6 Replies Latest reply on Jan 17, 2011 12:04 PM by MotionMaker

    Can a flash movie exceed its document FPS settings?

    MotionMaker Level 1

      In particular if it is using AS tweening such as Greensock.

        • 1. Re: Can a flash movie exceed its document FPS settings?
          robdillon Most Valuable Participant

          WIth or without TweenMax, you can choose to use time instead of frames as the measure for the tween. I'm not that answers your question. Using time allows for much finer control of the tween.

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          • 2. Re: Can a flash movie exceed its document FPS settings?
            MotionMaker Level 1

            Thanks.

             

             

            Assuming a frame is a redraw of the animation can it exceed the FPS set in the document window? Or would we say this movie animates at a higher fps than in document window.

            • 3. Re: Can a flash movie exceed its document FPS settings?
              robdillon Most Valuable Participant

              I don't really understand your question. Flash's frame rate is only a metaphor for the "speed" of the timeline. The only parts that are redrawn are those that change over time. If you set the frame rate for timeline based animation at 5 or 6 fps, you will be able to see the change from frame to frame - the animation won't be smooth. Frame rates above 60 fps are usually just a waste of processor power.

               

              If you use Actionscript to tween an object on the stage using time as the duration value, then you are completely bypassing the timeline and its frame rate.

               

              If you set up two layers on your timeline, one layer containing a timeline based tween and a second using an Actionscript tween using frames as the duration value, and both use the same number of frames, the action of the tweens will be indistinguishable.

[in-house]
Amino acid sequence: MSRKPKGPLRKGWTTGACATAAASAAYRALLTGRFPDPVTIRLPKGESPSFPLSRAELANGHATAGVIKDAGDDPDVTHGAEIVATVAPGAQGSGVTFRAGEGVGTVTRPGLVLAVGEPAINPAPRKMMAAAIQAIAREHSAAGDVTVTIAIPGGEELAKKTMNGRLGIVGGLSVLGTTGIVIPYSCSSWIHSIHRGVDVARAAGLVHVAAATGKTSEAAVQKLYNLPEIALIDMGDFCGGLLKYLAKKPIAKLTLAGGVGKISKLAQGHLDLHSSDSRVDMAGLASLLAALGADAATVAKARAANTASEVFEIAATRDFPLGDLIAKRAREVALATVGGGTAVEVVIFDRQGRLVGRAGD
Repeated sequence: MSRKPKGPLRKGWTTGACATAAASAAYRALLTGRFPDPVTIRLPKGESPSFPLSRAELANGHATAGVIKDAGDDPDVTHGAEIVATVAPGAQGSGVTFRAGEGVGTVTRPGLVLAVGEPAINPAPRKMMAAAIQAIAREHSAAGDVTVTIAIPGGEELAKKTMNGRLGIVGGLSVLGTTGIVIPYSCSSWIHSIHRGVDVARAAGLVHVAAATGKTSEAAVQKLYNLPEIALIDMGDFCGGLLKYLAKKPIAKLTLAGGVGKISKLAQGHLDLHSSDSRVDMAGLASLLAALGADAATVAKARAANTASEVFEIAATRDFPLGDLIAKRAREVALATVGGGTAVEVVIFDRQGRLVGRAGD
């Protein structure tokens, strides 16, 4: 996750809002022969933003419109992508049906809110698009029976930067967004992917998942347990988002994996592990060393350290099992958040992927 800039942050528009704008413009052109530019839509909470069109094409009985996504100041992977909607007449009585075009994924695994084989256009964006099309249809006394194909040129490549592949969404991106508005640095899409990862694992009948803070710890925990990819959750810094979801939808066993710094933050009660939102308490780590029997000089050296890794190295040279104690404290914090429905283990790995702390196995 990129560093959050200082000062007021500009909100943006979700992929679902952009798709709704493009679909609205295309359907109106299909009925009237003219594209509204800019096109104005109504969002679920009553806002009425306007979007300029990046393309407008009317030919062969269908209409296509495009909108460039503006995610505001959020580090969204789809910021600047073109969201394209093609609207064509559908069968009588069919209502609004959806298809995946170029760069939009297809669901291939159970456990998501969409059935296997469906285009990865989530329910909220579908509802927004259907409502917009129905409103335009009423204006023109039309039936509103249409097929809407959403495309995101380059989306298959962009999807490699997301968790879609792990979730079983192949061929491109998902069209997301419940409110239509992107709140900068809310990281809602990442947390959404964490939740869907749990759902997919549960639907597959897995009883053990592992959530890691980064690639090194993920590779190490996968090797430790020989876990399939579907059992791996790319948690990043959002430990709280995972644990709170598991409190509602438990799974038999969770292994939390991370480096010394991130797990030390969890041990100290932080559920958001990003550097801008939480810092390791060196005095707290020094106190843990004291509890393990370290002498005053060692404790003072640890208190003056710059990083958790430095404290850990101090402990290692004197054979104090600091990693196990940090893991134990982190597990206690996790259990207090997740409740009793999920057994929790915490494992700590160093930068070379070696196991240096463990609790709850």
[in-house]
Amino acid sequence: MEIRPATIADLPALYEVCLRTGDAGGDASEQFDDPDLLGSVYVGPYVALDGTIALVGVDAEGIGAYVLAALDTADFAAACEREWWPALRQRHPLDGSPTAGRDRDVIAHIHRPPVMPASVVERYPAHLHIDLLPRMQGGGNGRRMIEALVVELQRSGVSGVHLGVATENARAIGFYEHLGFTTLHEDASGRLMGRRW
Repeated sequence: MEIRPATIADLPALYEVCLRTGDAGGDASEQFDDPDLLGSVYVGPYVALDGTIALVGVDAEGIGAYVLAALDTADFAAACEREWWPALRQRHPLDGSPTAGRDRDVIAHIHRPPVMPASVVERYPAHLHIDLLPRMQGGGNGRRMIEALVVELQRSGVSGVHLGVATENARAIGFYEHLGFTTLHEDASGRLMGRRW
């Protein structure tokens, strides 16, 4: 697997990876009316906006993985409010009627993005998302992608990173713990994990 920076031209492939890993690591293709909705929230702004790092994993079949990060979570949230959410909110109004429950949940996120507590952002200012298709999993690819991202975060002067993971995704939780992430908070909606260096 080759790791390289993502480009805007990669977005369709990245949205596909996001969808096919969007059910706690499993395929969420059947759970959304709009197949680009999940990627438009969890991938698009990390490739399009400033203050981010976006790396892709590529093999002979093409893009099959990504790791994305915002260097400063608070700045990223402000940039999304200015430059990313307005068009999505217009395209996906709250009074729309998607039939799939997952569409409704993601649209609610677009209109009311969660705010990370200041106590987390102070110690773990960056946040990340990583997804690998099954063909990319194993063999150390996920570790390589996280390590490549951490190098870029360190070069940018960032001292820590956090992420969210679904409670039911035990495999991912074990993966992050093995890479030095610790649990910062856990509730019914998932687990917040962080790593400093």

If you set up two layers on your timeline, one layer containing a timeline based tween and a second using an Actionscript tween using seconds as the duration value, and both use the same amount of time, the action of the tweens will also be indistinguishable.

               

              Since any object controlled using Actionscript runs outside of the timeline, using seconds for the duration value is easier to use and gives a much finer granularity to the control.

               

              What is it that you're trying to achieve?

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              • 4. Re: Can a flash movie exceed its document FPS settings?
                MotionMaker Level 1

                The basic question if you look at the swf header which states FPS as say 25, that the swf will not exceed that frame rate.

                 

                I realize the timer could be set to ask for a screen redraw at a shorter interval, but I thought that would be limited to the frame rate set in the movie. Was trying to check if that is still true.

                • 5. Re: Can a flash movie exceed its document FPS settings?
                  Ninarama Level 1

                  It depends on which version of Actionscript you use.

                   

                  With AS3, it is possible to change the frameRate dynamically. You can use the stage.frameRate property to do that.

                  You can't set it higher than 1000 or lower than 0.1, but I wouldn't even recommend such extreme settings.

                   

                  But you can't force a redraw before the next frame as far as I know, if that's what you had in mind. I also tried to do that until I found out that this was not possible.

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                  • 6. Re: Can a flash movie exceed its document FPS settings?
                    MotionMaker Level 1

                    Based on that dynamic frame rate in AS3:


                    If you receive a swf product for integration that specified a  maximum frame rate for delivery, you cannot rely on the swf header frame rate to  know if ithe product at run time is withinthat specification maximum frame rate.

                     

                    A run time tool appears to necessary to know if it exceeds the specification.